R.F. Kuang is apparently one of those prodigious youthful achievers who make the rest of us feel like slackers. Still in her early twenties, with a prestigious graduate scholarship to her name, she has a highly-anticipated debut novel in The Poppy War. Published by Harper Voyager, it’s the first novel in a projected three set in a fantasy world inspired by the history of China’s 19th and early 20th century. It takes its fantasy epic-ness seriously: this is a novel that sprawls out from its relatively contained beginning to a broad canvas of war and magic and divinity.
War orphan Rin sees the Keju—the Nikara Empire’s empire-wide test to find the most talented young people to study at their national academies—as her only possible escape from an arranged marriage and a life of servitude and despair. When she aces the test, it comes as a shock to everyone, including local officials who accuse her of cheating. But success here is only her first hurdle: accepted to Sinegard, the most elite military school in Nikan, she finds that being a dark-skinned peasant orphan from the rural south in a milieu filled with the scions of the Warlords and the wealthy and privileged counts strongly against her. But she discovers there a talent for the legendary art of shamanism, with the aid of an apparently insane (and much-disdained) teacher: a teacher who is trying to show her how not to use the power she has, when Rin desperately wants that power for herself. To prove herself. To show everyone just how good she is.
War with the Federation of Mugen is on the horizon for much of the first part of the novel, which follows the near-standard conventions of a fantasy boarding school story, with the added filip of it being a highly competitive military boarding school: an outsider navigates a complex and highly stratified new environment, making friends and rivals as she goes. This section of the novel is tight and compelling, but a little formulaic, and this initial school-story setup makes Kuang’s choice to break out into a grim and savage epic fantasy treatment when the threatened war with Mugen finally comes all the more interesting—if somewhat disconcerting.
Rin finds herself (and her shamanic powers) in the midst of war for her country’s very survival. Kuang’s depiction of the war between Nikan and Mugen is strongly influenced by the Japanese invasion of China in the 1930s, and specifically the Nanjing Massacre (also known as the Rape of Nanking). Assigned to a company of “Bizarre Children”—oddball misfits with shamanic powers or other special talents—Rin once again struggles to find her place and to live up to her commander’s expectations, as she discovers that she and her commander share a connection to a shared heritage and a powerful, dangerous divinity. But Rin is determined to succeed. She’s not just going to fight this war. She’s going to win it. No matter who she has to kill, or what it costs.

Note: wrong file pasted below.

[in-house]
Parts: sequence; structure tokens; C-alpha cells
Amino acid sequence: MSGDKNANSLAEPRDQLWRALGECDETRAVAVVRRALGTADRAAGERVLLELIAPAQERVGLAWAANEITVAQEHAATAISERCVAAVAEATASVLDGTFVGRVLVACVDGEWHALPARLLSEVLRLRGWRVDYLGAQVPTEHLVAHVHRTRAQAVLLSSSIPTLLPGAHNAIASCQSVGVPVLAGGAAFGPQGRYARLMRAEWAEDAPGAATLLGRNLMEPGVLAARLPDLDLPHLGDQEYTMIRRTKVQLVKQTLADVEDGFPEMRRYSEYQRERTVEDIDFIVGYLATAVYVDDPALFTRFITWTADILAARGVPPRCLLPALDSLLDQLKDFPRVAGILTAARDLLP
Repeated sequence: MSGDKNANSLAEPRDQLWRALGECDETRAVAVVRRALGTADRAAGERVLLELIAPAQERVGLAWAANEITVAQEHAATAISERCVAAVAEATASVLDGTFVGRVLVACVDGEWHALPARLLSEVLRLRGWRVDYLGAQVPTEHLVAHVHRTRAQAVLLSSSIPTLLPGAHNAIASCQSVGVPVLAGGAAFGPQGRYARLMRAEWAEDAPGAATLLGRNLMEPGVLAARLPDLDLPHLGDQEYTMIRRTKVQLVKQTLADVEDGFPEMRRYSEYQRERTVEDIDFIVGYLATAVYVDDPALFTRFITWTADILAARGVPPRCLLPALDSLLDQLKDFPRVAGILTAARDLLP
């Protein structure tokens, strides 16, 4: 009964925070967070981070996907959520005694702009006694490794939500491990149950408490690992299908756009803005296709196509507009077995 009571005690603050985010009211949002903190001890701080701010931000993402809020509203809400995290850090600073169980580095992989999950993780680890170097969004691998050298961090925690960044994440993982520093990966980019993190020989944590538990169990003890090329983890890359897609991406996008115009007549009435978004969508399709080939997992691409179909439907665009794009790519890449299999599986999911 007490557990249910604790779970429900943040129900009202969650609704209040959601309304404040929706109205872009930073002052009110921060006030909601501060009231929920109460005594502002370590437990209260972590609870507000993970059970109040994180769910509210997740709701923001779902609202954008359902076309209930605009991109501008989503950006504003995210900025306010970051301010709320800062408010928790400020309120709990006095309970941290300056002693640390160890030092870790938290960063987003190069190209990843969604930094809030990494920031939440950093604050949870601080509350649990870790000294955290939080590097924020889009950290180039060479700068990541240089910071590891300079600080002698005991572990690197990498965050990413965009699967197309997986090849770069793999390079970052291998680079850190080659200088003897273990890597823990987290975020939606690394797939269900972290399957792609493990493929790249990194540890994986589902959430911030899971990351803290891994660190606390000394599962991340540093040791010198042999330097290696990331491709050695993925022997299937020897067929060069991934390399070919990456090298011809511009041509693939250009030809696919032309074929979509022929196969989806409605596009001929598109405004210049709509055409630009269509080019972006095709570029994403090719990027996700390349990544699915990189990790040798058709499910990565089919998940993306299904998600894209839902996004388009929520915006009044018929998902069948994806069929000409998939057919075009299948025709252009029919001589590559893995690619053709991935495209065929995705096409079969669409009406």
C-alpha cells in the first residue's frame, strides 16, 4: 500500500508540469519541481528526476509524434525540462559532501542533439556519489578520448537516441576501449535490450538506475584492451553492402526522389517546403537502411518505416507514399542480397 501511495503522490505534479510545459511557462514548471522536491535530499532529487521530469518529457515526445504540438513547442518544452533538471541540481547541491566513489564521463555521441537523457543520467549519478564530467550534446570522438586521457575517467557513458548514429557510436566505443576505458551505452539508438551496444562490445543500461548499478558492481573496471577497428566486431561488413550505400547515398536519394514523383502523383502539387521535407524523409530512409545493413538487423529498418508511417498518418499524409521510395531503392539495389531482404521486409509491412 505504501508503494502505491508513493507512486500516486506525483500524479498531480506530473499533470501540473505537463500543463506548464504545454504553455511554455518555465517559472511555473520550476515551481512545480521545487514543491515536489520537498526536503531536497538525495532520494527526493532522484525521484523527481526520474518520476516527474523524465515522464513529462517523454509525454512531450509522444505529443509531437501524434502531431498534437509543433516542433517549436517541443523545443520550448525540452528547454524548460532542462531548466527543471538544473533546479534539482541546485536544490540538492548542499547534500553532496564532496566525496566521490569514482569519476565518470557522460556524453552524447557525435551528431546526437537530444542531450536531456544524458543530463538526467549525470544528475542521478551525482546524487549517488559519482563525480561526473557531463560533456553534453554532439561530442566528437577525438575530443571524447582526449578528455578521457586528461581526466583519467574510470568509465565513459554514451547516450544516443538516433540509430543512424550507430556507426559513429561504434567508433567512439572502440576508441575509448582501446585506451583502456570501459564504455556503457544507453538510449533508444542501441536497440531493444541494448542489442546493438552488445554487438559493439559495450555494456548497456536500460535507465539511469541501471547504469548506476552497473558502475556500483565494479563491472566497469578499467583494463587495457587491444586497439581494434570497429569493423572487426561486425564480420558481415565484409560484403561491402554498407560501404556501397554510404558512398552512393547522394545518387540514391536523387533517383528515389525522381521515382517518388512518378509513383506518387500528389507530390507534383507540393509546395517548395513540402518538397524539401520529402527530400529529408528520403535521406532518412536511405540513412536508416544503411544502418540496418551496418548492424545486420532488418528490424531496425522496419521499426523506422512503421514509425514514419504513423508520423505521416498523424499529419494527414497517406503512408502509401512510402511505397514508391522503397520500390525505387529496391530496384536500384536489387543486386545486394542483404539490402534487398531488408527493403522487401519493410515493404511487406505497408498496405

If The Poppy War had not opened with Rin as a young woman—and shortly thereafter as a student at a boarding school that seemed at least marginally supportive—or if it had been a little less careful about how it depicted its violence, its genocide, and its warfare, I would have no hesitation in referring to it as part of the grimdark tradition in epic fantasy. As it stands, The Poppy War is definitely in dialogue with this tradition, but standing slightly apart from it: it flirts with the nihilistic cynicism of the grimdark tradition without quite committing to it, and holds out hope for things to become either better or worse in the sequel.
Kuang’s characterisation is excellent when it comes to her main character, but this doesn’t come across as strongly with the secondary characters. In terms of pacing, The Poppy War builds slowly but builds momentum towards the conclusion—but the ramping up of tension and consequence feels a bit…
How to put it?
This is going to require a spoiler.
When your main character has committed genocide, it feels like a sequel will have a lot to live up to. Or live down to. It leaves one a little off-kilter, and I’m not quite sure how to judge The Poppy War without seeing how the ramifications of Kuang’s narrative choices play out in the sequel.
The Poppy War is a complex, sprawling, ambitious novel, part coming of age and part tragedy of power, that uses motifs and influences from the 20th century. It reminds me tonally of Lara Elena Donnelly’s Amberlough and Joe Abercrombie’s Half a King, in setting of K. Arsenault Rivera’s The Tiger’s Daughter, and structurally of P.C. Hodgell’s To Ride a Rathorn crossed with a war film. I feel ambivalent about whether or not it has succeeded in its ambitions, but Kuang is certainly a voice to watch.
And I look forward to seeing what she does next.
Liz Bourke is a cranky queer person who reads books. She holds a Ph.D in Classics from Trinity College, Dublin. Her first book, Sleeping With Monsters, a collection of reviews and criticism, was published in 2017 by Aqueduct Press and is nominated for a Hugo Award for Best Related Work. Find her at her blog, where she’s been known to talk about even more books thanks to her Patreon supporters. Or find her at her Twitter. She supports the work of the Irish Refugee Council and the Abortion Rights Campaign